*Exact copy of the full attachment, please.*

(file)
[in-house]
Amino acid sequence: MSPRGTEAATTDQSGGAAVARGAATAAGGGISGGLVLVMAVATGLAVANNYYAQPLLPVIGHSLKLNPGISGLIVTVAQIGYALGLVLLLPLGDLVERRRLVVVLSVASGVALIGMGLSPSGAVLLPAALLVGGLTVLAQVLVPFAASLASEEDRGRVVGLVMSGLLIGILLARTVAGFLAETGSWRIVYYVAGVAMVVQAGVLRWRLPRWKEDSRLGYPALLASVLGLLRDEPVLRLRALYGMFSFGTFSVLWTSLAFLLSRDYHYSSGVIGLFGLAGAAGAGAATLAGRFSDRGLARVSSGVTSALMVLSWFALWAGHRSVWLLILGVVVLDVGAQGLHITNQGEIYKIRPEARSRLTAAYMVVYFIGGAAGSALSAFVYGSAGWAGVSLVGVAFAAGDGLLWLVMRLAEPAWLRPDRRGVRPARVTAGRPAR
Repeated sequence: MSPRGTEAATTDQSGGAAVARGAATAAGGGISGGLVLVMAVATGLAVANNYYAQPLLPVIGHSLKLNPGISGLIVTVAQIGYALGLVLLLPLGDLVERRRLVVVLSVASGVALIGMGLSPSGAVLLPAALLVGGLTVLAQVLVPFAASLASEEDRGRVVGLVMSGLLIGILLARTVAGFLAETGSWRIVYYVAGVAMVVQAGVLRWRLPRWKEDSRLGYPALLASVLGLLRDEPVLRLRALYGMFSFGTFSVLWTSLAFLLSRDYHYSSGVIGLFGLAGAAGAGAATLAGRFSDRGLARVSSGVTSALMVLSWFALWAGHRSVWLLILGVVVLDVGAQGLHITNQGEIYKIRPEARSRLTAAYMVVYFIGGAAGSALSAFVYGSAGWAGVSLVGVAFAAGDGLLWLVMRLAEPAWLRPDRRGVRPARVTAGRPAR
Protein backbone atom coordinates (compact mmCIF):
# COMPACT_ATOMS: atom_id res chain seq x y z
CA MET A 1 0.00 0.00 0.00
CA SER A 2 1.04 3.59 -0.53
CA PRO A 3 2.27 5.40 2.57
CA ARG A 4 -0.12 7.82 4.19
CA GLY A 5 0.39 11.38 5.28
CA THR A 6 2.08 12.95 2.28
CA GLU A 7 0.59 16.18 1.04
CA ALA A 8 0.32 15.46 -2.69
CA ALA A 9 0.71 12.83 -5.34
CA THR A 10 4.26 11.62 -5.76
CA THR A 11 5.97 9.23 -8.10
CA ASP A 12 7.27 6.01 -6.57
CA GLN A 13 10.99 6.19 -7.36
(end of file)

[in-house]
Amino acid sequence: MSPRGTEAATTDQSGGAAVARGAATAAGGGISGGLVLVMAVATGLAVANNYYAQPLLPVIGHSLKLNPGISGLIVTVAQIGYALGLVLLLPLGDLVERRRLVVVLSVASGVALIGMGLSPSGAVLLPAALLVGGLTVLAQVLVPFAASLASEEDRGRVVGLVMSGLLIGILLARTVAGFLAETGSWRIVYYVAGVAMVVQAGVLRWRLPRWKEDSRLGYPALLASVLGLLRDEPVLRLRALYGMFSFGTFSVLWTSLAFLLSRDYHYSSGVIGLFGLAGAAGAGAATLAGRFSDRGLARVSSGVTSALMVLSWFALWAGHRSVWLLILGVVVLDVGAQGLHITNQGEIYKIRPEARSRLTAAYMVVYFIGGAAGSALSAFVYGSAGWAGVSLVGVAFAAGDGLLWLVMRLAEPAWLRPDRRGVRPARVTAGRPAR
Repeated sequence: MSPRGTEAATTDQSGGAAVARGAATAAGGGISGGLVLVMAVATGLAVANNYYAQPLLPVIGHSLKLNPGISGLIVTVAQIGYALGLVLLLPLGDLVERRRLVVVLSVASGVALIGMGLSPSGAVLLPAALLVGGLTVLAQVLVPFAASLASEEDRGRVVGLVMSGLLIGILLARTVAGFLAETGSWRIVYYVAGVAMVVQAGVLRWRLPRWKEDSRLGYPALLASVLGLLRDEPVLRLRALYGMFSFGTFSVLWTSLAFLLSRDYHYSSGVIGLFGLAGAAGAGAATLAGRFSDRGLARVSSGVTSALMVLSWFALWAGHRSVWLLILGVVVLDVGAQGLHITNQGEIYKIRPEARSRLTAAYMVVYFIGGAAGSALSAFVYGSAGWAGVSLVGVAFAAGDGLLWLVMRLAEPAWLRPDRRGVRPARVTAGRPAR
Protein backbone atom coordinates (compact mmCIF):
# COMPACT_ATOMS: atom_id res chain seq x y z
CA MET A 1 0.00 0.00 0.00
CA SER A 2 1.04 3.59 -0.53
CA PRO A 3 2.27 5.40 2.57
CA ARG A 4 -0.12 7.82 4.19
CA GLY A 5 0.39 11.38 5.28
CA THR A 6 2.08 12.95 2.28
CA GLU A 7 0.59 16.18 1.04
CA ALA A 8 0.32 15.46 -2.69
CA ALA A 9 0.71 12.83 -5.34
CA THR A 10 4.26 11.62 -5.76
CA THR A 11 5.97 9.23 -8.10
CA ASP A 12 7.27 6.01 -6.57
CA GLN A 13 10.99 6.19 -7.36